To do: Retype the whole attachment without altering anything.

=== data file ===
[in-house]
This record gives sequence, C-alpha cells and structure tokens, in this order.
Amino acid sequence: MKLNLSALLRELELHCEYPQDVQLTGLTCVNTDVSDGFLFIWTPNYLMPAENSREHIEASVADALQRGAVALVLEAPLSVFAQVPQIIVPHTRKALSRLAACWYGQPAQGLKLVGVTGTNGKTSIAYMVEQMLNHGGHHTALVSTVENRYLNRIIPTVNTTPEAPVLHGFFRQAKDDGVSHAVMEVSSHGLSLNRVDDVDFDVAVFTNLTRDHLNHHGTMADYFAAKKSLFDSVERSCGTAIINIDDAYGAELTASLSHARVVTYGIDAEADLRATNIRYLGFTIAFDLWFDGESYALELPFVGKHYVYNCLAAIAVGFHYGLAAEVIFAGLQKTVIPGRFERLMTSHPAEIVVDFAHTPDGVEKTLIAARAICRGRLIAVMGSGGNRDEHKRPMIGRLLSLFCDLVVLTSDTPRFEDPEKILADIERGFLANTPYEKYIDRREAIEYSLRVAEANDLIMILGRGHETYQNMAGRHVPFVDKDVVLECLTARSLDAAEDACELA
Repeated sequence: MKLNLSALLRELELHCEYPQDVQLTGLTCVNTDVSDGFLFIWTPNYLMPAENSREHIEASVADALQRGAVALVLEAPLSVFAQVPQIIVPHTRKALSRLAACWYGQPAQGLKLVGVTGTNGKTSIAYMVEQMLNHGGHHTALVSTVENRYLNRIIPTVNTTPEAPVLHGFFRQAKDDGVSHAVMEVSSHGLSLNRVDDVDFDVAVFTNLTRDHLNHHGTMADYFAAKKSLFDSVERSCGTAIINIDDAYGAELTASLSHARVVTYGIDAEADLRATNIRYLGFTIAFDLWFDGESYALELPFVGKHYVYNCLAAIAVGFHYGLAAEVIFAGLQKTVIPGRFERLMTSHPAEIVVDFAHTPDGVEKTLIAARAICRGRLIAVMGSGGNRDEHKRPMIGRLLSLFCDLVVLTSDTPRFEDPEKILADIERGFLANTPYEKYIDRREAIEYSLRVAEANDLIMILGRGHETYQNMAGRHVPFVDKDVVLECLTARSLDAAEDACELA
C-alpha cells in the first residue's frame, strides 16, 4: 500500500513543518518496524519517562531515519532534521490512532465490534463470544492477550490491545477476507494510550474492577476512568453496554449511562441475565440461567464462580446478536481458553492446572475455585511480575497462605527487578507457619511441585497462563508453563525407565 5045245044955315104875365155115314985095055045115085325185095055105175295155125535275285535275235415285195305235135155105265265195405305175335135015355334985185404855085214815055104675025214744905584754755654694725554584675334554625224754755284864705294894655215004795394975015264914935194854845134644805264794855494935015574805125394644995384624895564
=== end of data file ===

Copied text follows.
[in-house]
This record gives sequence, C-alpha cells and structure tokens, in this order.
Amino acid sequence: MKLNLSALLRELELHCEYPQDVQLTGLTCVNTDVSDGFLFIWTPNYLMPAENSREHIEASVADALQRGAVALVLEAPLSVFAQVPQIIVPHTRKALSRLAACWYGQPAQGLKLVGVTGTNGKTSIAYMVEQMLNHGGHHTALVSTVENRYLNRIIPTVNTTPEAPVLHGFFRQAKDDGVSHAVMEVSSHGLSLNRVDDVDFDVAVFTNLTRDHLNHHGTMADYFAAKKSLFDSVERSCGTAIINIDDAYGAELTASLSHARVVTYGIDAEADLRATNIRYLGFTIAFDLWFDGESYALELPFVGKHYVYNCLAAIAVGFHYGLAAEVIFAGLQKTVIPGRFERLMTSHPAEIVVDFAHTPDGVEKTLIAARAICRGRLIAVMGSGGNRDEHKRPMIGRLLSLFCDLVVLTSDTPRFEDPEKILADIERGFLANTPYEKYIDRREAIEYSLRVAEANDLIMILGRGHETYQNMAGRHVPFVDKDVVLECLTARSLDAAEDACELA
Repeated sequence: MKLNLSALLRELELHCEYPQDVQLTGLTCVNTDVSDGFLFIWTPNYLMPAENSREHIEASVADALQRGAVALVLEAPLSVFAQVPQIIVPHTRKALSRLAACWYGQPAQGLKLVGVTGTNGKTSIAYMVEQMLNHGGHHTALVSTVENRYLNRIIPTVNTTPEAPVLHGFFRQAKDDGVSHAVMEVSSHGLSLNRVDDVDFDVAVFTNLTRDHLNHHGTMADYFAAKKSLFDSVERSCGTAIINIDDAYGAELTASLSHARVVTYGIDAEADLRATNIRYLGFTIAFDLWFDGESYALELPFVGKHYVYNCLAAIAVGFHYGLAAEVIFAGLQKTVIPGRFERLMTSHPAEIVVDFAHTPDGVEKTLIAARAICRGRLIAVMGSGGNRDEHKRPMIGRLLSLFCDLVVLTSDTPRFEDPEKILADIERGFLANTPYEKYIDRREAIEYSLRVAEANDLIMILGRGHETYQNMAGRHVPFVDKDVVLECLTARSLDAAEDACELA
C-alpha cells in the first residue's frame, strides 16, 4: 500500500513543518518496524519517562531515519532534521490512532465490534463470544492477550490491545477476507494510550474492577476512568453496554449511562441475565440461567464462580446478536481458553492446572475455585511480575497462605527487578507457619511441585497462563508453563525407565 5045245044955315104875365155115314985095055045115085325185095055105175295155125535275285535275235415285195305235135155105265265195405305175335135015355334985185404855085214815055104675025214744905584754755654694725554584675334554625224754755284864705294894655215004795394975015264914935194854845134644805264794855494935015574805125394644995384624895564